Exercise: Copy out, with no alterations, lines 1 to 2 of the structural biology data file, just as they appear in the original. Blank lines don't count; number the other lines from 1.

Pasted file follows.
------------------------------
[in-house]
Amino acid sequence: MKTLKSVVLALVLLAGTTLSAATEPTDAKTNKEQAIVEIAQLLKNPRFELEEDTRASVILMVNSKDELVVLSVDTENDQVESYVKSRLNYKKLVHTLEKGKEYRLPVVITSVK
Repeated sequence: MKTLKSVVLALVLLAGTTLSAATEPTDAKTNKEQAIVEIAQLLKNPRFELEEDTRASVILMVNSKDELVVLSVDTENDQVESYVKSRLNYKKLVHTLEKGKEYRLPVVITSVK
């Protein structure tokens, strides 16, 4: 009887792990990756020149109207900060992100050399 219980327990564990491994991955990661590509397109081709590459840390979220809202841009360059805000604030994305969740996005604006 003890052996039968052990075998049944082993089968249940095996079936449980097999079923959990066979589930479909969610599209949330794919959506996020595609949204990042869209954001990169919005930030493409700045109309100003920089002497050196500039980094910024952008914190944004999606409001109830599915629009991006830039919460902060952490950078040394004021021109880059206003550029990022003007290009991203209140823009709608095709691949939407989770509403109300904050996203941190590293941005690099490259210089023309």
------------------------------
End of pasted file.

[in-house]
Amino acid sequence: MKTLKSVVLALVLLAGTTLSAATEPTDAKTNKEQAIVEIAQLLKNPRFELEEDTRASVILMVNSKDELVVLSVDTENDQVESYVKSRLNYKKLVHTLEKGKEYRLPVVITSVK